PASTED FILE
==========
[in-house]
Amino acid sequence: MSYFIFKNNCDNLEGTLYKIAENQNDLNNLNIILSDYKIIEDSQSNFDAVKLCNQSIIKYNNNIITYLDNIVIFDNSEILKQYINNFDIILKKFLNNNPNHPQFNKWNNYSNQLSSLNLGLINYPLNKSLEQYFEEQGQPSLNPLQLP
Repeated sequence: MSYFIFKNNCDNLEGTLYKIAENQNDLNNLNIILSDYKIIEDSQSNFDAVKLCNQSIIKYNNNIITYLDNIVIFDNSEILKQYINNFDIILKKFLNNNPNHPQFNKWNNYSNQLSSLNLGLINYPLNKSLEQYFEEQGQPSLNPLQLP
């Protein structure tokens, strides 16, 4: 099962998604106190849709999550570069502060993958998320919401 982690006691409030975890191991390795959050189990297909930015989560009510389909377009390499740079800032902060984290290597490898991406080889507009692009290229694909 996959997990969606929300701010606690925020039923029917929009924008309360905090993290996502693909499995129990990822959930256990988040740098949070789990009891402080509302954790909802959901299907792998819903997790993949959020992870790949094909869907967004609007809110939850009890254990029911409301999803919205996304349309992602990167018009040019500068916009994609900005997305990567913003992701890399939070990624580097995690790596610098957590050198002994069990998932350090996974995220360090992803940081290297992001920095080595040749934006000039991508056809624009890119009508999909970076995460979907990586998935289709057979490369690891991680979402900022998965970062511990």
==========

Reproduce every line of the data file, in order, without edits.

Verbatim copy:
[in-house]
Amino acid sequence: MSYFIFKNNCDNLEGTLYKIAENQNDLNNLNIILSDYKIIEDSQSNFDAVKLCNQSIIKYNNNIITYLDNIVIFDNSEILKQYINNFDIILKKFLNNNPNHPQFNKWNNYSNQLSSLNLGLINYPLNKSLEQYFEEQGQPSLNPLQLP
Repeated sequence: MSYFIFKNNCDNLEGTLYKIAENQNDLNNLNIILSDYKIIEDSQSNFDAVKLCNQSIIKYNNNIITYLDNIVIFDNSEILKQYINNFDIILKKFLNNNPNHPQFNKWNNYSNQLSSLNLGLINYPLNKSLEQYFEEQGQPSLNPLQLP
């Protein structure tokens, strides 16, 4: 099962998604106190849709999550570069502060993958998320919401 982690006691409030975890191991390795959050189990297909930015989560009510389909377009390499740079800032902060984290290597490898991406080889507009692009290229694909 996959997990969606929300701010606690925020039923029917929009924008309360905090993290996502693909499995129990990822959930256990988040740098949070789990009891402080509302954790909802959901299907792998819903997790993949959020992870790949094909869907967004609007809110939850009890254990029911409301999803919205996304349309992602990167018009040019500068916009994609900005997305990567913003992701890399939070990624580097995690790596610098957590050198002994069990998932350090996974995220360090992803940081290297992001920095080595040749934006000039991508056809624009890119009508999909970076995460979907990586998935289709057979490369690891991680979402900022998965970062511990």